It is virtually impossible to achieve economic stability on one's own.

“The world has been recently living in a constant state of tension and uncertainty. This is also natural in the period of transition from the old era to the new one, to which we aspire and which name is multipolarity. Financial, pandemic, geopolitical crises are replacing each other so quickly that people simply do not have time to take a breath and lose confidence in the future,” the head of state noted.

He stressed that a stable economy is always a powerful anchor amid extraordinary conditions. But today the economic borders of any state are so transparent and trade relations are so intertwined that it is practically an impossible task for any state to achieve economic stability on its own.

Therefore, any country is interested in joining powerful regional and international associations such as the EAEU, SCO, BRICS, and ASEAN.


Belarus is in favor of pooling integration efforts in the EAEU-SCO-BRICS format. The president stressed that Belarus has always been at the forefront of integration processes since the country gained independence. One of the priorities for the country and the entire EAEU is to strengthen regional and transcontinental alliances.

“These are new centers of power in the emerging multipolar world. They are willing to defend their interests and their own ways of development,” Aleksandr Lukashenko remarked. “The center of the world economy is irreversibly shifting towards developing countries. This is natural. Development will be secured primarily over there. Those are countries of Asia, Africa, Latin America, and the Middle East. These states no longer want to be sources of raw materials or cheap labor. They want, and deservedly so, to fully participate in the international division of labor. They seek decent pay for their work. Everyone understands this. Russia, probably, was the first to understand this. It started active contacts with African countries. We are also trying to cooperate with them. Everyone has rushed to Africa.”

The head of state drew attention to the way the West and the United States had reacted to Russia's movement. “The Russian Ministry of Foreign Affairs and others involved in politics know how the United States is trying to slow down this process and not to let Russia into Africa. But you also understand well and know that China is already there. A fight for these countries is in progress. They are the future pole of development. But this does not mean that we will not develop,” he noted.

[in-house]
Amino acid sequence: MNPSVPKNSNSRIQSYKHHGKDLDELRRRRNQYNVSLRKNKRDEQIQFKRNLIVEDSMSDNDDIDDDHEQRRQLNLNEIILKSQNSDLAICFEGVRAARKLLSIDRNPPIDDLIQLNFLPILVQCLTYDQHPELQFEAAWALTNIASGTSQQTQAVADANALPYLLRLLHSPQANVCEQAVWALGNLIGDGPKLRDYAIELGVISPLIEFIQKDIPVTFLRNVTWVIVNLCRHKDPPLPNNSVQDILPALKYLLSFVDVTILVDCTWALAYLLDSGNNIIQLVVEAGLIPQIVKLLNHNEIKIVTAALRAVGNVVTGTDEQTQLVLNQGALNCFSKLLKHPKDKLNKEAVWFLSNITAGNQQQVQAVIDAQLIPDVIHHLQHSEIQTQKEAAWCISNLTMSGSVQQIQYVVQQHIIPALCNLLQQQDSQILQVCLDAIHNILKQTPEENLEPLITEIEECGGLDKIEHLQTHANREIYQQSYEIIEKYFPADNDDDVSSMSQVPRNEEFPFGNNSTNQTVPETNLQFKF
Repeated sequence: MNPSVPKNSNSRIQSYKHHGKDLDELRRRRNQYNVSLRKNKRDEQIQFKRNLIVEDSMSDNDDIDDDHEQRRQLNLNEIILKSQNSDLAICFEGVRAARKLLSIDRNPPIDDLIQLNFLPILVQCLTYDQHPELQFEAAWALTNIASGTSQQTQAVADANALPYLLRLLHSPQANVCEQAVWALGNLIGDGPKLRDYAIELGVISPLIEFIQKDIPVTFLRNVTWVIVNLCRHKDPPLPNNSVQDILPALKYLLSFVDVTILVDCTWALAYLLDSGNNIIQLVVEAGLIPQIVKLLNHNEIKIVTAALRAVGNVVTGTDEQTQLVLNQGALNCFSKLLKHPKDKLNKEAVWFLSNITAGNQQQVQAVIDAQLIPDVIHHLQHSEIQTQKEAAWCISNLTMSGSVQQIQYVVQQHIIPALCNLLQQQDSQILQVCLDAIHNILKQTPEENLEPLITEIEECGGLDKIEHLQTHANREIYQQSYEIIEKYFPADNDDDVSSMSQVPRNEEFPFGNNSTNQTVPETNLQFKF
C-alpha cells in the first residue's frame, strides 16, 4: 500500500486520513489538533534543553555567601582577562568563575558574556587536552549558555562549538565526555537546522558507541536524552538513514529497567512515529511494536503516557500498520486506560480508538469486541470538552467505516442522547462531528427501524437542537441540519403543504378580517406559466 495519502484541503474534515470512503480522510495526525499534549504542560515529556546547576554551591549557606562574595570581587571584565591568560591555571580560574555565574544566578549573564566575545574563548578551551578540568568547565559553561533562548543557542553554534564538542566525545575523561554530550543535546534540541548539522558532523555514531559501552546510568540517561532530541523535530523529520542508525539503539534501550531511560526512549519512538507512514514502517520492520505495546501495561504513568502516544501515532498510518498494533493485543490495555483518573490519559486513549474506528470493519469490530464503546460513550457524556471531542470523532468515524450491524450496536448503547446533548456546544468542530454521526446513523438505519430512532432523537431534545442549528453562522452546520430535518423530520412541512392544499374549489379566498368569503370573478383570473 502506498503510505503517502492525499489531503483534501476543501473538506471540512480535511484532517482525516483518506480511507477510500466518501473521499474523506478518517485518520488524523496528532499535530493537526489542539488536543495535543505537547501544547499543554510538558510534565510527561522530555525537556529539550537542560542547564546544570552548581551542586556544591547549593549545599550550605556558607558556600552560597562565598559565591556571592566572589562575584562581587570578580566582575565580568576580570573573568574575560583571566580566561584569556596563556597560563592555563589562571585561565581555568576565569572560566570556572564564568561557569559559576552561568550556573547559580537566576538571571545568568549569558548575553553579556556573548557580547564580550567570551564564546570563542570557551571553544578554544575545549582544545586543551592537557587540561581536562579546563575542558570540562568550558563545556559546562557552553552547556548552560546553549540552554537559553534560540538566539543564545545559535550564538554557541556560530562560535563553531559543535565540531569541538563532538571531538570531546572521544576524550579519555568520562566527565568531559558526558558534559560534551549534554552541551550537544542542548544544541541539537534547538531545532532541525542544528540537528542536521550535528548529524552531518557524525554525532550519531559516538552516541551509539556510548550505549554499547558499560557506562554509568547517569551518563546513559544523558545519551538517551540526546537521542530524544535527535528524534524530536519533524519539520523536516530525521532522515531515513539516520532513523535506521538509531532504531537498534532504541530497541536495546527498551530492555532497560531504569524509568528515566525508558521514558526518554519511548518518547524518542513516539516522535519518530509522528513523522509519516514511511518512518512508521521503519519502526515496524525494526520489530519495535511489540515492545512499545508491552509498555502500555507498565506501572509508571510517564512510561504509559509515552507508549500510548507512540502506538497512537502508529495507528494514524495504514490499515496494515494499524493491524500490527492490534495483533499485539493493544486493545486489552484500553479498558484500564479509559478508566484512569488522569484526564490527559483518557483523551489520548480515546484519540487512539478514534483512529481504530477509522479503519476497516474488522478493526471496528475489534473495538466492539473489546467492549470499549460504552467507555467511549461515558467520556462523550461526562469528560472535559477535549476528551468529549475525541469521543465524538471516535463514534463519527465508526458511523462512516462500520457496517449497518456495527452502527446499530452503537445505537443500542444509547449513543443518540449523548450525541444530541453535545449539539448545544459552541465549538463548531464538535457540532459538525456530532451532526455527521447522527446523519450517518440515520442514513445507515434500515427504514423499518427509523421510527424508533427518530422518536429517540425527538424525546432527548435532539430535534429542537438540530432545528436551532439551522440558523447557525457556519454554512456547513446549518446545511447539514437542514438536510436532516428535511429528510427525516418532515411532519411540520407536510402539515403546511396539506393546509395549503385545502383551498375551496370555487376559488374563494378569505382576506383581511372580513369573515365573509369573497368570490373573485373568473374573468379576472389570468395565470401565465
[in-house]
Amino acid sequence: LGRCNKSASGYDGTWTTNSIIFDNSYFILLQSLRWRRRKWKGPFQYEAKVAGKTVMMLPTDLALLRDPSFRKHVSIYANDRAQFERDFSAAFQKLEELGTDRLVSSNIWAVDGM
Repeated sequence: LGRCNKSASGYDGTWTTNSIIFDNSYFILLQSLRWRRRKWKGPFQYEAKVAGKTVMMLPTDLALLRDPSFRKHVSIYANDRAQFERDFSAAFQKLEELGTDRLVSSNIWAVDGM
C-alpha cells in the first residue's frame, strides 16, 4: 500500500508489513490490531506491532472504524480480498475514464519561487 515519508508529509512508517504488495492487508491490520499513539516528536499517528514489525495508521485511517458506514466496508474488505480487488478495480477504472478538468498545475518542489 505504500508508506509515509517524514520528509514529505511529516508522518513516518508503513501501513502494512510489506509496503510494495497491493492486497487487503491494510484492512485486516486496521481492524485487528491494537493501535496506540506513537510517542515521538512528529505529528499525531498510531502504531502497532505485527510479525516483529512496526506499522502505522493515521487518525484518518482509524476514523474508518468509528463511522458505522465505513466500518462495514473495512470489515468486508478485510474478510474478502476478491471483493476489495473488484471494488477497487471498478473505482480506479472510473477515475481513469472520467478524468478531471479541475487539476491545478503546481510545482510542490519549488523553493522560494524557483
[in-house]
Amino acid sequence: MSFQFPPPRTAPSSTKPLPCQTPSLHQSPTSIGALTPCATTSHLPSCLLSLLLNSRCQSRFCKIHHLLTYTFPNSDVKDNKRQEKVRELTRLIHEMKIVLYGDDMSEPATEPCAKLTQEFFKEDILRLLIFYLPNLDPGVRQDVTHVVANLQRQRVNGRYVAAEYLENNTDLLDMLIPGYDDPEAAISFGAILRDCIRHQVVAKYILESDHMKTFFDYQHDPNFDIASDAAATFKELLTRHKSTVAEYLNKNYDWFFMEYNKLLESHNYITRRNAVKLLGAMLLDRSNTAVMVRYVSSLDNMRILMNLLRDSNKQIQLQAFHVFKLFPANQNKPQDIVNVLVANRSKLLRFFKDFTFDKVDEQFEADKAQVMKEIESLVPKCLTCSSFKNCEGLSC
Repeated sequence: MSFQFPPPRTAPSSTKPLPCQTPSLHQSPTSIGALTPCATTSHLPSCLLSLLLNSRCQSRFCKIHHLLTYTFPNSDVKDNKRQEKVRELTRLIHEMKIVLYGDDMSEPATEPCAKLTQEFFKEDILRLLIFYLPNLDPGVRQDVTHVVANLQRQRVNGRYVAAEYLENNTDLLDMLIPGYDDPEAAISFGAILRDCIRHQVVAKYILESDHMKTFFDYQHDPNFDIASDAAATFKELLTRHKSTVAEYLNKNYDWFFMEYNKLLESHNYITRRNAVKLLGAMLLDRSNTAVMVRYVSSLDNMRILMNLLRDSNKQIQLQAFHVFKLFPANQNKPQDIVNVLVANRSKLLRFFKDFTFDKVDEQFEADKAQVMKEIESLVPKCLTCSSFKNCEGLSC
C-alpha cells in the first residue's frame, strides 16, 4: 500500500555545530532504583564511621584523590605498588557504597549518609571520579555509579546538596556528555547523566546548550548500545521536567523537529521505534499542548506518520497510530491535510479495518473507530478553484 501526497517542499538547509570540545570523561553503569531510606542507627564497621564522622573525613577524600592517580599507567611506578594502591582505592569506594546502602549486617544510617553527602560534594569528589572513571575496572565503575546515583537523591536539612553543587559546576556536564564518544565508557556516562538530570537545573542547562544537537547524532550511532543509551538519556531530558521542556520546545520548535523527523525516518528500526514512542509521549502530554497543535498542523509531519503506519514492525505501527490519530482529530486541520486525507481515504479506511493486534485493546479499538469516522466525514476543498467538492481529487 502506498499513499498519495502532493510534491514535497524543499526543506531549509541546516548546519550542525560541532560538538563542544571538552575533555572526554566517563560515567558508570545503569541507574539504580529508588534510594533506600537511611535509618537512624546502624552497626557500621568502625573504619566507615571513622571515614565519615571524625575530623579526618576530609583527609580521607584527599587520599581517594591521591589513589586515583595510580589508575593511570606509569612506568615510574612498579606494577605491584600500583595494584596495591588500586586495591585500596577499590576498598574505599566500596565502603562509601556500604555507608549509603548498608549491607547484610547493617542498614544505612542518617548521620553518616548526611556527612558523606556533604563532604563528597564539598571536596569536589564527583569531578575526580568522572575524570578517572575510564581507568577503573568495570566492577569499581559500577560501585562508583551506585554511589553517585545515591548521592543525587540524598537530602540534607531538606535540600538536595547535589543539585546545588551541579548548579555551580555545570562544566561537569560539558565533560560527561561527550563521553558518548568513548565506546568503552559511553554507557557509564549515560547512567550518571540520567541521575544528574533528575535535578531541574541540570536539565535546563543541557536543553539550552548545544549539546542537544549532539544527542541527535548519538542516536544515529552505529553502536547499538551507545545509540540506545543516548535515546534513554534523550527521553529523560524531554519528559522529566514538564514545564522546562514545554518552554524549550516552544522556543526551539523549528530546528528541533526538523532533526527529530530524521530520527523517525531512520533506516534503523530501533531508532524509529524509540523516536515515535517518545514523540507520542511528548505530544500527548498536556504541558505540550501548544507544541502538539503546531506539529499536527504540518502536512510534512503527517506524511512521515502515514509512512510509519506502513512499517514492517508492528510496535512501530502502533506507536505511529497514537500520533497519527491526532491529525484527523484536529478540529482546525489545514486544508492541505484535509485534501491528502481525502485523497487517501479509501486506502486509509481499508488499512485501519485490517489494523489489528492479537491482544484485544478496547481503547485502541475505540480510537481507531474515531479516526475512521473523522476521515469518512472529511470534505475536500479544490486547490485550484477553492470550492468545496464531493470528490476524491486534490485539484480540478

“In our opinion, the aligning of integration efforts in the format of our Eurasian union, the SCO and BRICS will contribute towards the emergence of the largest coalition of states if we act promptly, if we don't drop the ball as people say,” Aleksandr Lukashenko stated.

The president noted that BRICS has received many applications from countries wishing to join this association. The same is true for the Shanghai Cooperation Organization.

Aleksandr Lukashenko is convinced it is necessary to more actively advance integration processes, to prevent a slowdown in the bureaucratic guts of the apparatuses of these organizations: “The current moment forces us to run instead of walking. Frankly speaking, we need to select those that match our standards faster. And then when the BRICS gains momentum, when the SCO gains momentum...”

The head of state also drew attention to the huge potential the countries belonging to these associations have accumulated in terms of economy and in terms of population. “If these organizations acted faster, the United Nations Organization would follow a completely different policy. We criticize the UN increasingly often. But, unfortunately, we have nothing to replace the UN with today. You can criticize it, but there is no replacement. We need to go faster not for the sake of replacement, but in order to see what will happen next. It is not so much Belarus that needs to act fast, but they – large BRICS and SCO states. If we miss the time, we will never make up for it. Whoever runs faster now will be in the lead for decades to come. Therefore we need to pool integration efforts," Aleksandr Lukashenko said.